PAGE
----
This week we’re starting on an essential fluid – Ethylene Glycol-based Coolants.
Coolant in the Engine is a critical requirement due to the heat involved when the engine is in operation. As such, the various parts of the engine depend wholly on the presence of a liquid that can handle the pressure and heat generated by a healthy engine.
This Coolant write-up was conceived weeks before the release, which coincidentally is after one of our new Skoda customers had the engine overheat slowly on him. Cooling issues happen anywhere and anytime. We’d rather detect it when it’s in the workshop than on the street or even the highway to Malaysia.
The cooling system in a typical Audi/Volkswagen/Skoda/Porsche/Seat has the following components:
- Glycol Coolant (G13)
- Water Pump
- Engine Block
Water Pumps pick up coolant from the base of the radiator and pushes it through the engine block to cool the combustion chambers. From there, it returns to the radiator for heat dispersal and then the cycle repeats. It is a simple yet important method of ensuring the engine block doesn’t overheat and seize up. However, if the failure of the cooling system occurs, many things can happen like the warming of your air-conditioning – Even though the fans are spinning hard or the presence of steam from under the bonnet or even the sound of boiling, which accompanies said-steam.
The thermostat deserves a section of its own as it is a simple but essential component, contributing to the success of the entire cooling system.
The thermostat is a gatekeeper and a good one at that. Without it, the engine would take ages to warm up. It allows your engine to warm up to operating temperature relatively quickly. When the engine is closer to being warmed up, the thermostat slowly introduces the cool coolant from the radiator into the and eventually the thermostat stays open to ensure the engine gets a good supply of cool coolant from the radiator to cool the system down.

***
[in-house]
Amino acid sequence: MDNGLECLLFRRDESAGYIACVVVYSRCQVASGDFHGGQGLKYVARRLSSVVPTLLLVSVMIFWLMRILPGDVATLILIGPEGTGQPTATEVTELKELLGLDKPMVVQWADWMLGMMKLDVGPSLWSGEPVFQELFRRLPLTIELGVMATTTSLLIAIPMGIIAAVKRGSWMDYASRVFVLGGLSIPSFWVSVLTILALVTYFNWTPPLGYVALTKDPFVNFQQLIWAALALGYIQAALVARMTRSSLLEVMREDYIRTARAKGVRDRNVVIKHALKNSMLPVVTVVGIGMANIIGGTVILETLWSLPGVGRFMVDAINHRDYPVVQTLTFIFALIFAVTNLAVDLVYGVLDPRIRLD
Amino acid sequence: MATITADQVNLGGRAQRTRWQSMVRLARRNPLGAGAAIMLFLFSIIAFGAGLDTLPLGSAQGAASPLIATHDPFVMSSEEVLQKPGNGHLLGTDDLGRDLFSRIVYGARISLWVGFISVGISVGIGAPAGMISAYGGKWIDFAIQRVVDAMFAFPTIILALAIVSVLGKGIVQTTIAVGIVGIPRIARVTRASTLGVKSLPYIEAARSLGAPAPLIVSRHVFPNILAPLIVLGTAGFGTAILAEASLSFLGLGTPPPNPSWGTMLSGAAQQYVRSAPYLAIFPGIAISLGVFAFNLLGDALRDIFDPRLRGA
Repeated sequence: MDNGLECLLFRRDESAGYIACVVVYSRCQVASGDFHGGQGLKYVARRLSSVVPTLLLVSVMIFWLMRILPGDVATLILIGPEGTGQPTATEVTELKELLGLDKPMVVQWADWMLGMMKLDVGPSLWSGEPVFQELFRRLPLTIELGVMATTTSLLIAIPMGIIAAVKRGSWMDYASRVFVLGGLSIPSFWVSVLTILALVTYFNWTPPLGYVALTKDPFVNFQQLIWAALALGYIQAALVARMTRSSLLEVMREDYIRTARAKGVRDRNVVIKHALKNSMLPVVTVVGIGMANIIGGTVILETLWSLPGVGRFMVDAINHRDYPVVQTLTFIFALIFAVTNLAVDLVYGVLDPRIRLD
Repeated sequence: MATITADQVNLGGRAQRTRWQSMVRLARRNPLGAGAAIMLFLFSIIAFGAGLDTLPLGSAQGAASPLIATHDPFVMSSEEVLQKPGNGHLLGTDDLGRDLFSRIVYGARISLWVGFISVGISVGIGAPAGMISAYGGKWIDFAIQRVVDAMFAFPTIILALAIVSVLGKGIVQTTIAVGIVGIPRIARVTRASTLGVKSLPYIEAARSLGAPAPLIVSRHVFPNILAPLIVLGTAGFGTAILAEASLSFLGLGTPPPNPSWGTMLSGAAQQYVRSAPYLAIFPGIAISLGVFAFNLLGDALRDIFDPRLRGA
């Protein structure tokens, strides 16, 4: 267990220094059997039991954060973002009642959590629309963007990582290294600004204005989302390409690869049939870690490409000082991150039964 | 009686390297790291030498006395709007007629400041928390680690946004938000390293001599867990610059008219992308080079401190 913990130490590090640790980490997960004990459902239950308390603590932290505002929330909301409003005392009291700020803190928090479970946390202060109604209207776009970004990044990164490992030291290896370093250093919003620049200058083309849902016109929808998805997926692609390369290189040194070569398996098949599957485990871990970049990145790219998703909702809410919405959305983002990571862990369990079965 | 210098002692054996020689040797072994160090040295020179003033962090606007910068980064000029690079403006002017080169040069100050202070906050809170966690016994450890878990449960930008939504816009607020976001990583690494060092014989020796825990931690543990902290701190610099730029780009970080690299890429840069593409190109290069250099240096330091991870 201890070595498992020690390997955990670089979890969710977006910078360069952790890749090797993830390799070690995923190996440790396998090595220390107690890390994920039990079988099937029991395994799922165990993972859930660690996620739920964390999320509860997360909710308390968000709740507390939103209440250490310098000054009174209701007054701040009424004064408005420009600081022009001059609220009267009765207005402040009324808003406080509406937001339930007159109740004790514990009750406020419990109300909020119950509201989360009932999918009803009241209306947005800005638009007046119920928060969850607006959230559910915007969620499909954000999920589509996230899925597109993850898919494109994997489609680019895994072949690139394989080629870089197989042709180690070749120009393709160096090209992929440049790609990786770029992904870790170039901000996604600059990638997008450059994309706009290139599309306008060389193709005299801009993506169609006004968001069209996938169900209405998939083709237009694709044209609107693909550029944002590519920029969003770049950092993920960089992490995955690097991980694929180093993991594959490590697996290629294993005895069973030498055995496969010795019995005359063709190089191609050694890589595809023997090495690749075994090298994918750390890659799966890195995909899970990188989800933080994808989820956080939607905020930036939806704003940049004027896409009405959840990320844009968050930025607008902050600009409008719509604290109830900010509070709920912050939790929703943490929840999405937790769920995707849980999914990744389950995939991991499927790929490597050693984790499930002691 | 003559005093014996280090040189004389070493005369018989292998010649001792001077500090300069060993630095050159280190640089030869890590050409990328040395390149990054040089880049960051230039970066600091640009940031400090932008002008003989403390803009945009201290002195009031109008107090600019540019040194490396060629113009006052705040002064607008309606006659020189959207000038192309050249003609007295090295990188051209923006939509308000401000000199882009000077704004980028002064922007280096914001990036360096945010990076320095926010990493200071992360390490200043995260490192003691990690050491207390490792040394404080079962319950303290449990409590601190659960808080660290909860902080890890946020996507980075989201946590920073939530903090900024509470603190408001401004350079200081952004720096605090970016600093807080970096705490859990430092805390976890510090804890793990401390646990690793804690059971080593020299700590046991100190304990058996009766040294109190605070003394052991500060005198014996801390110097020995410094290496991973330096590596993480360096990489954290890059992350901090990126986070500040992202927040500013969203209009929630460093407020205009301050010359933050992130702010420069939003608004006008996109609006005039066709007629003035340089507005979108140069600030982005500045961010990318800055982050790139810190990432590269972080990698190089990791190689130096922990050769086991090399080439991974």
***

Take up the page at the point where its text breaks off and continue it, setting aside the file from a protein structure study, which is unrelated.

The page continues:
The trouble begins when the thermostat no longer functions as it should. When the thermostat doesn’t open and release the coolant stuck on the side of the combustion chambers, the coolant starts to exceed its boiling point. This causes overheating to occur as the coolant exceeds its maximum operating temperature. In addition to that, copious amounts of steam might appear under the bonnet. Don’t be alarmed and don’t open anything under the bonnet till the car has cooled down.
During our parents time, the common practice would be to top the radiator up with plain water or even better distilled water as we noticed low levels in the reservoir bottle. It was good practice as it was cheap to fill up with water when the coolant was low – but how often do we know how much water has been introduced into the cooling system and most importantly, what the ratio of coolant to water is at that point in time. We might even want to run on water!
Pure water might initially appear to be an excellent coolant for use. Unfortunately pure water also has a few undesirable properties. These include:
- Pure water is corrosive to metals due to the very low dissolved solids content (ions)
- Water promotes oxidation of metals also known as corrosion
- Water typically contains small quantities of various microorganisms, which may grow and multiply over time
Metals corrode on contact with water. Corrosion is the primary means by which metal components are attacked, causing the deterioration of metal surfaces. Corrosion is an electrochemical process known as oxidation. When metals are exposed to water, they oxidize. During oxidation, the metal surface will begin to slowly dissolve, releasing metallic ions into the water. At the same time, free electrons accumulate in the metal. All ferrous metals have a tendency to oxidize – some faster than others. If not prevented, corrosion can rapidly degrade a system’s performance due to decreased heat transfer across corroding surfaces and in the worst cases lead to component failure.
The follow are some pictures of rust in cooling systems: